The boot can hold 26% more luggage than the old model with 378 L, limited only by the rear seat which cannot fold down to enlarge the boot, but does add security.
At the rear there is an air vent and a separate 12V socket. There’s also a fold-down armrest with two cup holders.

Safety is good for this class with dual front air bags, and ABS brakes with electronic brake force distribution.
According to cars.co.za, “The Suzuki Dzire [has a] low price, generous space, and ease of use, the Dzire makes a great argument for simple motoring.” The Dzire is a very capable small car for people wanting to get from A to B easily, reliably and without fuss.

The impression one gets is of a car which is very well put together, solid, frugal and reliable.

The Suzuki Dzire 1.2 GL costs R177 900, which includes a very reassuring 5-year or 200 000 km mechanical warranty and 2-year or 30 000 km service plan.

Some alternatives include the Toyota Etios 1.5 Sprint sedan at R184k, Honda Brio 1.2 Trend sedan at R175, Ford Figo Ambiente 1.5 at R187 200 and of course the slightly more expensive VW Vivo Sedan.

Mahindra KUV 100 Nxt review

Mahindra KUV100 NXT

Small crossovers are becoming all the rage in town. There still only one real small off-road SUV, the Suzuki Jimny. All the others are on-road cars.

Just under, or around R200k you actually get a few choices. Alternatives include the Suzuki Ignis (R180k), Honda BR-V (R249k), Renault Sandero (171 900), Haval H1 (R177) and the Mahindra KUV 100 starting at R160k. My pick of the bunch is either Sandero or Ignis.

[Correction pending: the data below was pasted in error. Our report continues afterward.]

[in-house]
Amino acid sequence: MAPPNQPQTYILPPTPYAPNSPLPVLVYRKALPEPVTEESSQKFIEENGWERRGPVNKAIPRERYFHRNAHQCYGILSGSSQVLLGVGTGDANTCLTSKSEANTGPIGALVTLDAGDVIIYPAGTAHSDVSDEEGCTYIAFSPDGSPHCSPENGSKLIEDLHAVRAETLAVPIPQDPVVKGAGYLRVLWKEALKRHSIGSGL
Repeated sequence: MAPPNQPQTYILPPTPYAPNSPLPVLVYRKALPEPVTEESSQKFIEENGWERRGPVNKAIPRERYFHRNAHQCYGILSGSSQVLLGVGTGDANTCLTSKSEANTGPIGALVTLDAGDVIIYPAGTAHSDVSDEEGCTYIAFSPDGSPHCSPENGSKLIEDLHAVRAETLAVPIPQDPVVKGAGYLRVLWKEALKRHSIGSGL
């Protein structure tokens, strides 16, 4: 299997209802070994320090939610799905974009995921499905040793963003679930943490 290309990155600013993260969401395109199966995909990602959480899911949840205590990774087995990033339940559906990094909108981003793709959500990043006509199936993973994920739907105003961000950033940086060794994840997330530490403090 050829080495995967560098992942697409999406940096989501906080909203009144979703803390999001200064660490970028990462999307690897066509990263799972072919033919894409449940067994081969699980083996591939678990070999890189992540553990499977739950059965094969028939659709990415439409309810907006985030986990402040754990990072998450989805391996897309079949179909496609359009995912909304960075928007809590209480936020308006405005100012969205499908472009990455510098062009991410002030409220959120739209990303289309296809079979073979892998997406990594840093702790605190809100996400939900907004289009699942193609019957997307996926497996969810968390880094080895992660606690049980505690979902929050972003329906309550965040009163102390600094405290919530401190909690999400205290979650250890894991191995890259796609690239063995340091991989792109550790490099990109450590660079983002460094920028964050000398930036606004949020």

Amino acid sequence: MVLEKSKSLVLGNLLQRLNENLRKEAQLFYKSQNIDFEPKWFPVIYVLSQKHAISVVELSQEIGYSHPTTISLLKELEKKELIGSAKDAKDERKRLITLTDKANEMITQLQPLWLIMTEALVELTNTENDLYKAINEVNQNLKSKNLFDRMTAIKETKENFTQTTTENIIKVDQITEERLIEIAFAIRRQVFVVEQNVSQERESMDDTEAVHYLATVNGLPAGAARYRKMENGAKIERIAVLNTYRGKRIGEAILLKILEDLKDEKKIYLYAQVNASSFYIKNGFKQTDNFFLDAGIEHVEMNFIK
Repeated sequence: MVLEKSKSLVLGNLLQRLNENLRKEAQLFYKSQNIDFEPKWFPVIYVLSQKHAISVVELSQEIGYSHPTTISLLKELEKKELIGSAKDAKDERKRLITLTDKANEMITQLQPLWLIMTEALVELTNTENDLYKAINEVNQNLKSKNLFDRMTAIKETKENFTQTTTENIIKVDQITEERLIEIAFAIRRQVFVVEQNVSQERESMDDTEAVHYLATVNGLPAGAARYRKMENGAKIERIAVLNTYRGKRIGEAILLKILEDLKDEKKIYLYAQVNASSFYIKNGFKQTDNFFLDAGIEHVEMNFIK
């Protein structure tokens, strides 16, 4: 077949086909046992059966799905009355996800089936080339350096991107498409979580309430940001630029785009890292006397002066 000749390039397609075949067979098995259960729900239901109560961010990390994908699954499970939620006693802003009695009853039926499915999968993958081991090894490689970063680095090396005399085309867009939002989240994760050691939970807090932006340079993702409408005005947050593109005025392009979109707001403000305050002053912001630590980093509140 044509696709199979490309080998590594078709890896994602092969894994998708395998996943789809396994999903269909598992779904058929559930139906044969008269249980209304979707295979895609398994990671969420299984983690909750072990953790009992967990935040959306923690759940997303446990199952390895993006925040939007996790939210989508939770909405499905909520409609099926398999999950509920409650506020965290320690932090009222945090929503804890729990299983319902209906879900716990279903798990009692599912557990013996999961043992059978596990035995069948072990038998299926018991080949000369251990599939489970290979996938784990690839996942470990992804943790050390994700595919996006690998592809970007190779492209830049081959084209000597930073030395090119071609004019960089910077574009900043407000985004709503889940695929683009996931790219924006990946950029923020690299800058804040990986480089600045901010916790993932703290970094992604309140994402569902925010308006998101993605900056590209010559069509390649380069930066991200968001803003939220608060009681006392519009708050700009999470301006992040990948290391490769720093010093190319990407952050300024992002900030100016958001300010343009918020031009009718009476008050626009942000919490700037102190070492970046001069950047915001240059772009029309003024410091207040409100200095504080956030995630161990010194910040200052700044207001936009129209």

Autotrader says the KUV 100 “cleverly sidesteps the pothole of trying to compete against the exceptionally popular Polo Vivo or similar – instead, it aims to offer buyers the lowest-priced new cross-over SUV on the market. “
Mahindra’s KUV is bigger inside than you think, excluding the tiny boot which has a very high sill. In short, it has the cabin space of a small SUV-size vehicle, but the length of a hatch.

Mahindra have been building jeep-like vehicles and bakkies for many years and do know what they are doing. The little three-cylinder 1,2 mFalcon D75 turbo-diesel engine produces 57 kW and 190 Nm. The car feels gutsy and once the turbo kicks in, has lots of go. The gearbox and clutch combine well with the engine and are more than adequate for the job on hand.

Mahindra KUV 100 NXT

The steering is quite light and more than a little vague, but you can turn on a tickey.
In the cabin you quickly see where they saved money. I found the seats a little thin and almost flimsy.
The centre console is a large hang-down panel, with 3 rotary controls for the aircon. The gear lever is on the console next to the steering wheel, within easy reach and with short shifts.

The parking brake is really old-school and like bakkies of twenty years ago, you pull a handle and twist to engage. The audio switch is small and fiddly, and the centre controls screen is small, flanked by buttons which have the set menu access like Info and Phone, and 4 inner buttons which correspond to the current screen menu displayed.

There are steering-mounted controls for audio and Bluetooth phone, and a USB port on the upper console.
The Mahindra KUV100 comes in 3 spec level options: K4+, K6+ and K8.
All KUV100 Nxt models ship standard with dual front airbags and ABS, with K6+ and K8 variants adding EBD, automatic door locks and an alarm.